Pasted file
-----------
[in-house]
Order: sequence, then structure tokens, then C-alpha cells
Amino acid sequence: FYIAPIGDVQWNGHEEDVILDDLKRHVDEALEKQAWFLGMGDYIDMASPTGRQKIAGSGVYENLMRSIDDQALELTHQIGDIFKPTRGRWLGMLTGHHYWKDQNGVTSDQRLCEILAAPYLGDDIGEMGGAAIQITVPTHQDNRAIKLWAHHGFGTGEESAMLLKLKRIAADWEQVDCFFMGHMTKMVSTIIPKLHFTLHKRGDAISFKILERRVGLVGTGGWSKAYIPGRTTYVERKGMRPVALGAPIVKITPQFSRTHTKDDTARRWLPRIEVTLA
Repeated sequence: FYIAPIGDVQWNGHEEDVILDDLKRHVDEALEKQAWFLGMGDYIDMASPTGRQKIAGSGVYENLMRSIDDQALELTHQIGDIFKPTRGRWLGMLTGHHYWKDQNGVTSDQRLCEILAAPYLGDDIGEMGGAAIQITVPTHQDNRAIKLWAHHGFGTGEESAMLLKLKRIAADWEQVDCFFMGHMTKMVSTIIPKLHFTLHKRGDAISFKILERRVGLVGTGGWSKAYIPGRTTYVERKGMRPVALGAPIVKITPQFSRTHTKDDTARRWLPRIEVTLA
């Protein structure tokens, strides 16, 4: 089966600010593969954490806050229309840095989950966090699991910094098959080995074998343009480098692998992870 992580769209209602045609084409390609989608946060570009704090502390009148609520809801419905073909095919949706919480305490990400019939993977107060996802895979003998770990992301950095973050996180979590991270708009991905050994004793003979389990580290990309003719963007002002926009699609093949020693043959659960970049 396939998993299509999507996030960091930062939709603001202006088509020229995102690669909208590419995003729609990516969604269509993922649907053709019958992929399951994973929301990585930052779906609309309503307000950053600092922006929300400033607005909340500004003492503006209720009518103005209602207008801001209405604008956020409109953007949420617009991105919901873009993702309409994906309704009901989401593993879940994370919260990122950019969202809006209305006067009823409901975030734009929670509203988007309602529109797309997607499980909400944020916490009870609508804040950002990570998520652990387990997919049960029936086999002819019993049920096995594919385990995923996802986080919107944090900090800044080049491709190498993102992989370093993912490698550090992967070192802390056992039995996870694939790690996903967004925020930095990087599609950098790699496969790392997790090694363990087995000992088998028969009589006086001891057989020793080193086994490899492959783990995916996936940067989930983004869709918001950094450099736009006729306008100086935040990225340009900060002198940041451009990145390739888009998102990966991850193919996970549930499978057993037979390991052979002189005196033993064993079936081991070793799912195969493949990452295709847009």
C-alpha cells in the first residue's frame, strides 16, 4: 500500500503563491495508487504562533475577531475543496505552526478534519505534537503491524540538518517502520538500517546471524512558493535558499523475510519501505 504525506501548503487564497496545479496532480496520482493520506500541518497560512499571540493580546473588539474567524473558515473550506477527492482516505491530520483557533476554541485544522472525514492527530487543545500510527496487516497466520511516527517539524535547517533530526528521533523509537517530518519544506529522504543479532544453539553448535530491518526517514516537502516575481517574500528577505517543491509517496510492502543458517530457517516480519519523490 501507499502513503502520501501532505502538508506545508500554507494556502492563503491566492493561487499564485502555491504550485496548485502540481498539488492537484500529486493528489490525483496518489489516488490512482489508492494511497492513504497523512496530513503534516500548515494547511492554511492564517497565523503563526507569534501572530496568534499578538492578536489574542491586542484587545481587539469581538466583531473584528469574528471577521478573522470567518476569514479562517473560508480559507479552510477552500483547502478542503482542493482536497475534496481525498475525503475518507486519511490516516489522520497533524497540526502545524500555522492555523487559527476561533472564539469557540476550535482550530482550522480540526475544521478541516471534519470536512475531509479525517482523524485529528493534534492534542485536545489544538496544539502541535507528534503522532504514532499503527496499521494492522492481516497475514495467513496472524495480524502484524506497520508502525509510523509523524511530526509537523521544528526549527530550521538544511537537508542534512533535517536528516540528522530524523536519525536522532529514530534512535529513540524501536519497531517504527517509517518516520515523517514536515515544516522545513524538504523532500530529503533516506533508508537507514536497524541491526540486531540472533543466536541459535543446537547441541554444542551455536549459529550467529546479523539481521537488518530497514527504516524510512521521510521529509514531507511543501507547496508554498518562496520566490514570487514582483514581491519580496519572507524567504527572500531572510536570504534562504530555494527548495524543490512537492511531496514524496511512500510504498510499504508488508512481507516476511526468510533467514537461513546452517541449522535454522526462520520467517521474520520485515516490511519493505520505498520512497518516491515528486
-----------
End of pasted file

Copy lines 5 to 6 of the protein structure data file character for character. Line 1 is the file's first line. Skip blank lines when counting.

């Protein structure tokens, strides 16, 4: 089966600010593969954490806050229309840095989950966090699991910094098959080995074998343009480098692998992870 992580769209209602045609084409390609989608946060570009704090502390009148609520809801419905073909095919949706919480305490990400019939993977107060996802895979003998770990992301950095973050996180979590991270708009991905050994004793003979389990580290990309003719963007002002926009699609093949020693043959659960970049 396939998993299509999507996030960091930062939709603001202006088509020229995102690669909208590419995003729609990516969604269509993922649907053709019958992929399951994973929301990585930052779906609309309503307000950053600092922006929300400033607005909340500004003492503006209720009518103005209602207008801001209405604008956020409109953007949420617009991105919901873009993702309409994906309704009901989401593993879940994370919260990122950019969202809006209305006067009823409901975030734009929670509203988007309602529109797309997607499980909400944020916490009870609508804040950002990570998520652990387990997919049960029936086999002819019993049920096995594919385990995923996802986080919107944090900090800044080049491709190498993102992989370093993912490698550090992967070192802390056992039995996870694939790690996903967004925020930095990087599609950098790699496969790392997790090694363990087995000992088998028969009589006086001891057989020793080193086994490899492959783990995916996936940067989930983004869709918001950094450099736009006729306008100086935040990225340009900060002198940041451009990145390739888009998102990966991850193919996970549930499978057993037979390991052979002189005196033993064993079936081991070793799912195969493949990452295709847009």
C-alpha cells in the first residue's frame, strides 16, 4: 500500500503563491495508487504562533475577531475543496505552526478534519505534537503491524540538518517502520538500517546471524512558493535558499523475510519501505 504525506501548503487564497496545479496532480496520482493520506500541518497560512499571540493580546473588539474567524473558515473550506477527492482516505491530520483557533476554541485544522472525514492527530487543545500510527496487516497466520511516527517539524535547517533530526528521533523509537517530518519544506529522504543479532544453539553448535530491518526517514516537502516575481517574500528577505517543491509517496510492502543458517530457517516480519519523490 501507499502513503502520501501532505502538508506545508500554507494556502492563503491566492493561487499564485502555491504550485496548485502540481498539488492537484500529486493528489490525483496518489489516488490512482489508492494511497492513504497523512496530513503534516500548515494547511492554511492564517497565523503563526507569534501572530496568534499578538492578536489574542491586542484587545481587539469581538466583531473584528469574528471577521478573522470567518476569514479562517473560508480559507479552510477552500483547502478542503482542493482536497475534496481525498475525503475518507486519511490516516489522520497533524497540526502545524500555522492555523487559527476561533472564539469557540476550535482550530482550522480540526475544521478541516471534519470536512475531509479525517482523524485529528493534534492534542485536545489544538496544539502541535507528534503522532504514532499503527496499521494492522492481516497475514495467513496472524495480524502484524506497520508502525509510523509523524511530526509537523521544528526549527530550521538544511537537508542534512533535517536528516540528522530524523536519525536522532529514530534512535529513540524501536519497531517504527517509517518516520515523517514536515515544516522545513524538504523532500530529503533516506533508508537507514536497524541491526540486531540472533543466536541459535543446537547441541554444542551455536549459529550467529546479523539481521537488518530497514527504516524510512521521510521529509514531507511543501507547496508554498518562496520566490514570487514582483514581491519580496519572507524567504527572500531572510536570504534562504530555494527548495524543490512537492511531496514524496511512500510504498510499504508488508512481507516476511526468510533467514537461513546452517541449522535454522526462520520467517521474520520485515516490511519493505520505498520512497518516491515528486